A synagogue official with tremendous faith approaches Jesus and asks him to do a miracle that until now is unheard of. He requests that Jesus raise his daughter from the dead. Jesus doesn't protest, he follows the man as if this is just a normal request. But on the way he encounters a woman who has, in some ways, greater faith than the synagogue official.
You might remember from a previous passage the centurion whose faith Jesus commended because he said, "Just say the word and my servant will be healed" (8:5-13). He didn't need Jesus to come to his house and lay hands on the servant. He knew Jesus' word would be enough. Well, here we have a woman who doesn't even ask Jesus to look at her, speak to her, or acknowledge her in any way. Incredibly, she believes that if she only touches the fringe of his cloak, she will be healed of an illness she has suffered with for twelve long years.
You have to wonder why the woman was fearful of drawing attention to herself. Jesus obviously senses her fear because he assures her with the words, "Daughter, take courage." Maybe she heard that Jesus is on his way to attend to a little girl, and she doesn't think her problem is important enough to bother him with. She could be thinking, "I've been suffering with this bleeding for years. I won't hold the teacher up. The little girl's death is more urgent." In other words the woman is looking for a drive-by healing and, incredibly, she believes it would work. It does. What she doesn't bargain for is Jesus turning around and addressing her. "Daughter, take courage; your faith has made you well." Jesus is not satisfied to let her slip away, as if the amount of time he ought to give her depends upon the urgency of her situation--kind of like the way you're treated at the emergency room. He doesn't just want to do something for her; he wants to establish a relationship with her. He calls her his "daughter."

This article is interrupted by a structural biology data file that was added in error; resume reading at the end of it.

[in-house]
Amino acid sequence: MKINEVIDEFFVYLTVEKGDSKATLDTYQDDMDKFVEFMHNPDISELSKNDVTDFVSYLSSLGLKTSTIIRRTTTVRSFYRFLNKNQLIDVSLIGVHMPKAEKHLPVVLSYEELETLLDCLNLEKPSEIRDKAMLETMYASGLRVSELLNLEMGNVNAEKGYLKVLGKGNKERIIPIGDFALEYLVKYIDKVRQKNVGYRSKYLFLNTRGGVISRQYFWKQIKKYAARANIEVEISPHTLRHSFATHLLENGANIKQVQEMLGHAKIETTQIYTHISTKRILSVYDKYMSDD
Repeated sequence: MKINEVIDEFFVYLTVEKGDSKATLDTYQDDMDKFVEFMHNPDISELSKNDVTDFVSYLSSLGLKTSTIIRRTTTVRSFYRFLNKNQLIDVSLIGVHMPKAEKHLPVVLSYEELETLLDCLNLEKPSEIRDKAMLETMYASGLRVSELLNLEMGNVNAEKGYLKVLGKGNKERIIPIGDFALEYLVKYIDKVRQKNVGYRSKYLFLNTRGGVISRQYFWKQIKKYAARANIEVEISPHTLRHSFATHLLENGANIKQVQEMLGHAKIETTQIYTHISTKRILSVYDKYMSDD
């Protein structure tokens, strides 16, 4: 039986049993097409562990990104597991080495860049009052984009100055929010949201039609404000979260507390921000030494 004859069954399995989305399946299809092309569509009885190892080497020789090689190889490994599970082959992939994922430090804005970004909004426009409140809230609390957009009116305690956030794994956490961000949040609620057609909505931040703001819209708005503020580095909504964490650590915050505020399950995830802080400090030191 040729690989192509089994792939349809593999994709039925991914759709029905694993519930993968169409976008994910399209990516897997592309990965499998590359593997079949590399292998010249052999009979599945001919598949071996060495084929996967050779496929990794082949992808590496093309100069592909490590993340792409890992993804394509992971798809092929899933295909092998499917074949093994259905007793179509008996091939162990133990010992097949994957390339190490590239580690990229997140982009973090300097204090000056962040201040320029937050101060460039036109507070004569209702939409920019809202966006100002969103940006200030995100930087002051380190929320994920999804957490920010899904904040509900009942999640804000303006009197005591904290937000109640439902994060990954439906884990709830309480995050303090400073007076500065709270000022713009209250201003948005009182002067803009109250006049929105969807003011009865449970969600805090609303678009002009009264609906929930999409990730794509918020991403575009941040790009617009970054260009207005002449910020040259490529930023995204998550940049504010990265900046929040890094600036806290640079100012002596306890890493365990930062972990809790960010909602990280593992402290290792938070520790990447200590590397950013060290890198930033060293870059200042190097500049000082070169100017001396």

Now if Jesus calls this woman his daughter, he has certainly laid the same fatherly claim upon the synagogue official's daughter. He hasn't forgotten about her. When he gets to the house, hired musicians and mourners have already overrun the place. Whoever was left in charge of the household apparently didn't have the same faith as the synagogue official. They were already moving ahead with funeral plans. Jesus doesn't like to do miracles in the presence of unbelief so he asks the crowd to leave so he could tend to the girl. They laugh.
They laugh because he tells them "the girl has not died but is asleep." They think he's being ridiculous but what Jesus means is the miracle has already been accomplished. He has already saved her. Oh, the girl is dead all right, but she's not dead in her sins. Her father's faith has saved her and so now, though she is physically dead, she is spiritually alive. Her death is merely the sleep of someone who is waiting to be awakened at Jesus' resurrection call.
When Jesus takes her by the hand and raises her up as if from sleep, that is exactly how it will be on the day of our resurrection. We'll be asleep, as it were, in our graves, waiting for Jesus to waken us. And when we do awake it will be just like getting up in the morning from a good night's sleep, except we will feel more refreshed and alive than we have ever felt before. We open our eyes to a new life. We will rise up with glorified bodies that will never require sleep again.